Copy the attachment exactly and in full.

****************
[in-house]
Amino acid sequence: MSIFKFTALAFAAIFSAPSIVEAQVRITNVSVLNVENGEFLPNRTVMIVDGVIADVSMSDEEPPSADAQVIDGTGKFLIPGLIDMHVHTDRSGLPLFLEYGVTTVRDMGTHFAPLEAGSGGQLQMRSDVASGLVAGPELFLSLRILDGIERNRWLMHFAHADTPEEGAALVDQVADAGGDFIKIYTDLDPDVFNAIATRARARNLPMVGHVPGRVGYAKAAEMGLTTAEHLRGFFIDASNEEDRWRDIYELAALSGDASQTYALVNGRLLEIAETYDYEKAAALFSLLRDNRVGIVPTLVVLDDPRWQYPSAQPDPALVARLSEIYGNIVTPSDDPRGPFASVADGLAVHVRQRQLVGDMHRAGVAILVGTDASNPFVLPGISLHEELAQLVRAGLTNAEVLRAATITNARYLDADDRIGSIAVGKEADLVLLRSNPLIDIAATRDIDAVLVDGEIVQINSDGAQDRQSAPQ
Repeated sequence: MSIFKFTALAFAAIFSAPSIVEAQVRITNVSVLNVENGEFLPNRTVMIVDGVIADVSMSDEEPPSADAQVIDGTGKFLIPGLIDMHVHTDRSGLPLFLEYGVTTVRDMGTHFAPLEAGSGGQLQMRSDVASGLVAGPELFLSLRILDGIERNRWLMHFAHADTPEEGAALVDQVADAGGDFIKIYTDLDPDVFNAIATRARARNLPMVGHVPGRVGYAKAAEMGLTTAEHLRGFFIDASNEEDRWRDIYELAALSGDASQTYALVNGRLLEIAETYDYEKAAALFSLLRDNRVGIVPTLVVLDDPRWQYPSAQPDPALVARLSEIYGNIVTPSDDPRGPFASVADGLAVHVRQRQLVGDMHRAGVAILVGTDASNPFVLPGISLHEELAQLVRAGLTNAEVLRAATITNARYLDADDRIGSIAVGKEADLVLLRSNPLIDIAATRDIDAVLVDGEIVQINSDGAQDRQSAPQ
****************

[in-house]
Amino acid sequence: MSIFKFTALAFAAIFSAPSIVEAQVRITNVSVLNVENGEFLPNRTVMIVDGVIADVSMSDEEPPSADAQVIDGTGKFLIPGLIDMHVHTDRSGLPLFLEYGVTTVRDMGTHFAPLEAGSGGQLQMRSDVASGLVAGPELFLSLRILDGIERNRWLMHFAHADTPEEGAALVDQVADAGGDFIKIYTDLDPDVFNAIATRARARNLPMVGHVPGRVGYAKAAEMGLTTAEHLRGFFIDASNEEDRWRDIYELAALSGDASQTYALVNGRLLEIAETYDYEKAAALFSLLRDNRVGIVPTLVVLDDPRWQYPSAQPDPALVARLSEIYGNIVTPSDDPRGPFASVADGLAVHVRQRQLVGDMHRAGVAILVGTDASNPFVLPGISLHEELAQLVRAGLTNAEVLRAATITNARYLDADDRIGSIAVGKEADLVLLRSNPLIDIAATRDIDAVLVDGEIVQINSDGAQDRQSAPQ
Repeated sequence: MSIFKFTALAFAAIFSAPSIVEAQVRITNVSVLNVENGEFLPNRTVMIVDGVIADVSMSDEEPPSADAQVIDGTGKFLIPGLIDMHVHTDRSGLPLFLEYGVTTVRDMGTHFAPLEAGSGGQLQMRSDVASGLVAGPELFLSLRILDGIERNRWLMHFAHADTPEEGAALVDQVADAGGDFIKIYTDLDPDVFNAIATRARARNLPMVGHVPGRVGYAKAAEMGLTTAEHLRGFFIDASNEEDRWRDIYELAALSGDASQTYALVNGRLLEIAETYDYEKAAALFSLLRDNRVGIVPTLVVLDDPRWQYPSAQPDPALVARLSEIYGNIVTPSDDPRGPFASVADGLAVHVRQRQLVGDMHRAGVAILVGTDASNPFVLPGISLHEELAQLVRAGLTNAEVLRAATITNARYLDADDRIGSIAVGKEADLVLLRSNPLIDIAATRDIDAVLVDGEIVQINSDGAQDRQSAPQ